I also do have to say that the picture on the front of this book aggravated me to no end. The image of the young woman on the cover is not Mary Boleyn but is in fact Queen Claude of France, wife of King Francois I. Why this image was used on the front cover I have no idea. Even if Weir does not believe that the Hever Castle portrait of Mary Boleyn is in fact Mary Boleyn, it is at least an image that many every day Tudor lovers (like myself) associate with Mary Boleyn. To use a completely different woman, a French Queen, on the front cover, completely confused me and I know it confused a lot of other people also!
In regards to the Hever Castle portrait of Mary Boleyn I did find Weir’s thoughts on this portrait thoroughly interesting. Weir challenges the idea that this portrait is of Mary Boleyn and suggests that it might be of Frances Brandon, daughter of Charles Brandon, Duke of Suffolk and Mary Tudor, Duchess of Suffolk and younger sister of Henry VIII. I find this theory very plausible as if one looks at the Hever Castle portrait and compares it to images of Charles Brandon and Mary Tudor you can see several similarities, especially in the eyes and nose. But if the Hever Castle portrait is not of Mary Boleyn then do we even know what she looked like? Unfortunately there are no written accounts of what Mary Boleyn looked like, but I propose that the Horenbout miniature painted in 1525 of a woman often believed to be Anne Boleyn is actually Mary Boleyn. Once again it is just so frustrating that so little about Mary’s life has been recorded!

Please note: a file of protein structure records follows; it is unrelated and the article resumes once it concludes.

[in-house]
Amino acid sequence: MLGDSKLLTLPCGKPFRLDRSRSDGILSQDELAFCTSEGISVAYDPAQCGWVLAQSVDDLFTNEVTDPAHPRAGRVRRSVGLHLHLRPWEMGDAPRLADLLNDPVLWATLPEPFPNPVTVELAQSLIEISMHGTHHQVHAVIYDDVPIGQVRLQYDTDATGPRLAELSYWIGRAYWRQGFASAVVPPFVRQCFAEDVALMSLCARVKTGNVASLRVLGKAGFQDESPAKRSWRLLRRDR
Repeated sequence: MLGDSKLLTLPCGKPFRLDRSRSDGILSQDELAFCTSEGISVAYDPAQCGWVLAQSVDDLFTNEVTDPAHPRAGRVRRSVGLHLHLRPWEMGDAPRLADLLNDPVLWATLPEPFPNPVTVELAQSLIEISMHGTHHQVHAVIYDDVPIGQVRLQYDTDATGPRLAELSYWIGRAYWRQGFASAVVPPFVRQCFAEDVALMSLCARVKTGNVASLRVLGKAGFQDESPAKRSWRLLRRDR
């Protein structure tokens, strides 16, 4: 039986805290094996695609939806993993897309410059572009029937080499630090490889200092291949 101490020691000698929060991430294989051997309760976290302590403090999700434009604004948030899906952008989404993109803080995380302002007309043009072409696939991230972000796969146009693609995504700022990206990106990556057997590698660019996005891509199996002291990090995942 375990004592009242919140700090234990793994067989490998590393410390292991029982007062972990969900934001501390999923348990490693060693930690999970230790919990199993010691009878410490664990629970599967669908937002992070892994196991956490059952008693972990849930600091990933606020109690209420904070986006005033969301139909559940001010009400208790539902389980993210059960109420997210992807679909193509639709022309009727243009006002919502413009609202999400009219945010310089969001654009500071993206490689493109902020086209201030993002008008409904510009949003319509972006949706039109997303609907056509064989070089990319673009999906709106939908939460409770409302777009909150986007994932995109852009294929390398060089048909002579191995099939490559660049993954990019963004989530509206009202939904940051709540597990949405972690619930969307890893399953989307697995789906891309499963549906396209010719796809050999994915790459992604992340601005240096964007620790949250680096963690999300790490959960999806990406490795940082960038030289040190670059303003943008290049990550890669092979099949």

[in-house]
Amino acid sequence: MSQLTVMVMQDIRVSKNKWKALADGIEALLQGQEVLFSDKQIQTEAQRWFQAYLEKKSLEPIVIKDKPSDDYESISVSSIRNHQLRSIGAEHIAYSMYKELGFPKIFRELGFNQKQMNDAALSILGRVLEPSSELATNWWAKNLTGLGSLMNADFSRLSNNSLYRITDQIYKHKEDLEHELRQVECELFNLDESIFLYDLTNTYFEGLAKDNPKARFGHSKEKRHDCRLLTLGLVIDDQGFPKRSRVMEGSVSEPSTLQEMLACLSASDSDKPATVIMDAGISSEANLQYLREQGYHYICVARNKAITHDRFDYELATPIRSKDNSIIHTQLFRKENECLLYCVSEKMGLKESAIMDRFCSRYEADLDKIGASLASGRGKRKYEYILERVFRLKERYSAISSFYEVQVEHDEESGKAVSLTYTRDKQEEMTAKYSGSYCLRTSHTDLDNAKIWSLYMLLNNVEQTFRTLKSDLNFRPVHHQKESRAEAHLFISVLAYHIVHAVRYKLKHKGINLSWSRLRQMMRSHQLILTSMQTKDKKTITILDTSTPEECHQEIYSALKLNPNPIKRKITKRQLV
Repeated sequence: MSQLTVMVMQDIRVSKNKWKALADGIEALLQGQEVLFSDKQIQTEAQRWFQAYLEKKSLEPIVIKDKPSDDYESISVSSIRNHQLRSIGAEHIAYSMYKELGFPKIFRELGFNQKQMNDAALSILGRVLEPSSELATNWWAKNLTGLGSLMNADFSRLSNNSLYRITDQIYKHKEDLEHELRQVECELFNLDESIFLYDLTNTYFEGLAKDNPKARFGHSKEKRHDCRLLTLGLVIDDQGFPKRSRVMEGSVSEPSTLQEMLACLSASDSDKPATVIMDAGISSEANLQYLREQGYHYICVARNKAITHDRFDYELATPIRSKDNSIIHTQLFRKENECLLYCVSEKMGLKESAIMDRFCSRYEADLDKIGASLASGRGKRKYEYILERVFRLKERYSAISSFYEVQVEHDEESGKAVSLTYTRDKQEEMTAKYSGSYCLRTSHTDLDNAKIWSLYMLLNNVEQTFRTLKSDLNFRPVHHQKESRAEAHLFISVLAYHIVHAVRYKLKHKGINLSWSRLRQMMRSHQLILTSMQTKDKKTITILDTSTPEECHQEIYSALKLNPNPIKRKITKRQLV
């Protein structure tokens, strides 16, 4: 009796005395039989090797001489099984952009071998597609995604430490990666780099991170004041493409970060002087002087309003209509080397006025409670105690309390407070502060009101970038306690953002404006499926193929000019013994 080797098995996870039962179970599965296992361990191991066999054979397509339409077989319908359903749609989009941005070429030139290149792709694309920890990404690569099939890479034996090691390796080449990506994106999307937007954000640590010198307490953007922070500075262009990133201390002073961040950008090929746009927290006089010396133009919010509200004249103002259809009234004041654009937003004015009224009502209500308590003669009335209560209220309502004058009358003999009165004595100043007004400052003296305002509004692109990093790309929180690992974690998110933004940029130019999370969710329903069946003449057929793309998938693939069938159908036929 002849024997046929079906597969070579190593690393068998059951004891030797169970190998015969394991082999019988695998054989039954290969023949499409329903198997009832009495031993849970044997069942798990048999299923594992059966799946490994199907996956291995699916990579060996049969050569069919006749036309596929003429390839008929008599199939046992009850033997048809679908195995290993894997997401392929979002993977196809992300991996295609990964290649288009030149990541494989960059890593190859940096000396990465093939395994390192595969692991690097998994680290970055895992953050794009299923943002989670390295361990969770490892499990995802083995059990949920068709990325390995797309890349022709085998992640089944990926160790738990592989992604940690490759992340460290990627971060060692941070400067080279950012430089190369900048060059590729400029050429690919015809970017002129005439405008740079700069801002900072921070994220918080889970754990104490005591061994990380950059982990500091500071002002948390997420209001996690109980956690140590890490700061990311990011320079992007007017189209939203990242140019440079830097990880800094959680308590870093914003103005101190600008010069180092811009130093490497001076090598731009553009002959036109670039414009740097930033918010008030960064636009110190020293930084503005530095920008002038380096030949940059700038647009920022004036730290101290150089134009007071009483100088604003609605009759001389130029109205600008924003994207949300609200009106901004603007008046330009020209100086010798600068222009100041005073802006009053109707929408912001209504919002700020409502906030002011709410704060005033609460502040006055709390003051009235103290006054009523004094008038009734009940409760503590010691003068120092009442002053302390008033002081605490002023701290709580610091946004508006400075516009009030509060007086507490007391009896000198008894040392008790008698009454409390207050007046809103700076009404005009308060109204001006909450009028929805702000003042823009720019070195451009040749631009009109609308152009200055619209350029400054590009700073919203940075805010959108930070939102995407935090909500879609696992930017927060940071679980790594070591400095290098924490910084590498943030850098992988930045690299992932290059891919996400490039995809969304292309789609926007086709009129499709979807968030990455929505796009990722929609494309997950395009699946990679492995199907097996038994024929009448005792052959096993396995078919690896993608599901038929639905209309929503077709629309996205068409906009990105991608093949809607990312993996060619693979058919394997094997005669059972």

Lastly I found it very difficult to swallow that Mary Boleyn was jealous of her younger sister Anne because she was eclipsed by her. Weir suggests that Mary was jealous because Anne appeared to achieve more than her, because she had given her virginity away to Francois I while Anne remained chaste. She also suggested that Mary was jealous because it appeared their father favoured Anne more than Mary and seemed to care little for Mary and her children’s wellbeing after the death of her husband William Carey. But maybe, just maybe, Mary was not jealous of her sister and accepted her lot in life. On a personal note I have an older sister, she has a great deal of money and lives for her career and the things she can purchase but does that make me jealous? No not at all. In fact I would not trade my life for hers! I may not have a great deal of money but I have a beautiful family who I love and who loves me in return. Maybe that is also how Mary felt, maybe she knew she could never be as talented or as skilled as her sister, maybe she accepted her lot in life and was content simply to be loved. At the end of the day we will never know but I just cannot accept Weir’s suggestion that Mary was jealous of her sister, there is just not enough evidence to support this.